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“The basic problem with evaluating Beats as an investment for Apple is that it’s not a publicly traded company, so we on the outside have very little to go on,” Mark Hibben writes for Seeking Alpha. “The information about Beats as a business investment is pretty sketchy. There’s the report from July 2013 that Beats might hit $1.4 billion in revenue that year, but no confirmation of whether they hit that number or even got close, let alone turned a profit. The Carlyle Group’s (CG) reported investment of $500 million provides some vote of confidence. In their announcement of the deal, Carlyle also made note of Beats’ better than 60% market share for over $100 headphones.”
“I’m absolutely certain that the meeting took place as reported. Probably Adrian Perica, Apple’s M&A chief, and Eddy Cue were there,” Hibben writes. “There is one piece of information that Apple would consider covered by the NDA: the fact that the meeting took place. The NDAs have the force of a contract, but I’ve never heard of Apple suing anyone for violating an NDA. Apple doesn’t need to. Apple’s big stick to enforce the NDA is that violating it jeopardizes the prospective acquisition. Under the circumstances, most candidates for acquisition keep a low profile until the deal is done. That didn’t happen with Beats, and that’s the big red flag that calls the acquisition into question. It’s not clear what happened, but based on the now infamous Dr. Dre video, the leak probably came from inside Beats. Perhaps the people at Beats assumed on the basis of the meeting that it was a done deal. If so, they shouldn’t have.”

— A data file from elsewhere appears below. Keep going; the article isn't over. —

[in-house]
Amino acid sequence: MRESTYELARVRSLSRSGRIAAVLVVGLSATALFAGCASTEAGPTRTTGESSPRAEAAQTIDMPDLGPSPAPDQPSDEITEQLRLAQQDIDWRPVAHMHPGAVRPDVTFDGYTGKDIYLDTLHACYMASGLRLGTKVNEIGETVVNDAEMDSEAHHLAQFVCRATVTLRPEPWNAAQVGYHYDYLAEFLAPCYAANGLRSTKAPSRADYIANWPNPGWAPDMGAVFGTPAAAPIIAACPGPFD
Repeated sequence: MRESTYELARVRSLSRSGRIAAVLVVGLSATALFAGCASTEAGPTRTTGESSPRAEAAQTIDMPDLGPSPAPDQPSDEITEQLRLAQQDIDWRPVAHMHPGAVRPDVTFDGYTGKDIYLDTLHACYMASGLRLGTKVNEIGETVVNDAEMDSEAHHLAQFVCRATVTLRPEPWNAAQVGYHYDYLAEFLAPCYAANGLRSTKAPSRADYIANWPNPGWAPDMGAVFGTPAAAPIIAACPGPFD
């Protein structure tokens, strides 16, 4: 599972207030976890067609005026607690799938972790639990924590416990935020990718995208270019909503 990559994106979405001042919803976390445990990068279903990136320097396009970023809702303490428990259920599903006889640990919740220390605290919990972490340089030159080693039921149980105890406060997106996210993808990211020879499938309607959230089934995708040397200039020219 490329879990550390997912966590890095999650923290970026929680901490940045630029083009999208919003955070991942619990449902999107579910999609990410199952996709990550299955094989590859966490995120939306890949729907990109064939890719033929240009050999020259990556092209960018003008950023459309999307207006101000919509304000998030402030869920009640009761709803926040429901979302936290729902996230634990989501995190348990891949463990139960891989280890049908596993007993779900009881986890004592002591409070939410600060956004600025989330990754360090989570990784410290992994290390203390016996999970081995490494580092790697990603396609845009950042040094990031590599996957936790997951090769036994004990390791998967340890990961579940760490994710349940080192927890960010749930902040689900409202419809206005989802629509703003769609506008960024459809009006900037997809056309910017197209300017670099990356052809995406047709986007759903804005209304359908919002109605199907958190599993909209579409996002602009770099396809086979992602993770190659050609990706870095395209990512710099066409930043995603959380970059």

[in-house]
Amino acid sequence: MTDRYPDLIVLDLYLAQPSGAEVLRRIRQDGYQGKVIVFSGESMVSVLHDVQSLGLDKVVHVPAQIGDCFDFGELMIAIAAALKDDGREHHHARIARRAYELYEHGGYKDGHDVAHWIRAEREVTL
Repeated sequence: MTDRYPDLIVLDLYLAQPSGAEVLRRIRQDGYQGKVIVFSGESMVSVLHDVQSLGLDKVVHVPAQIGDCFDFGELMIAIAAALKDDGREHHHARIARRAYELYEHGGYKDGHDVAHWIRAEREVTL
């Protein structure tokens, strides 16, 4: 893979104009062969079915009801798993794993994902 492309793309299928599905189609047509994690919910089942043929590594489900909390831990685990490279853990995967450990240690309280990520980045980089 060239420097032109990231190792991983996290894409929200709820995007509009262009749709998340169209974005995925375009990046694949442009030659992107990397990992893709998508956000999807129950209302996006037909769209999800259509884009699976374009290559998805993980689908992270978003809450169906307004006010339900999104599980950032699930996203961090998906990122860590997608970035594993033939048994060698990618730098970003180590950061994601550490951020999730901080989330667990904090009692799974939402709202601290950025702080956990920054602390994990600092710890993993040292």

“By violating the NDA, the Beats management marked themselves as not fitting in with the Apple culture of secrecy. Beyond that, Apple probably has no choice but to pull the plug on the deal, if only to ensure that future NDAs would be respected,” Hibben writes. “Is it possible that the deal might still happen? I can’t completely rule it out, but given that I don’t think Apple was that strongly motivated in the first place, I’m not holding my breath.”
There is a long history of Jobs and Apple severely punishing anyone or any company that leaked information like this. That Beats was so brazen in this leak is not good for them.
Wonder what sort of leverage there is now? Only Apple would scuttle a $3 billion deal over something like this.
And rightly so. Apple maintains a tremendous need for secrecy as we can see what happens with just rumors about new products. Beats does not look like it has a culture that could support that, especially if they were hoping to bring the Beats founders into the Apple fold.I wonder if this deal will even get done at all.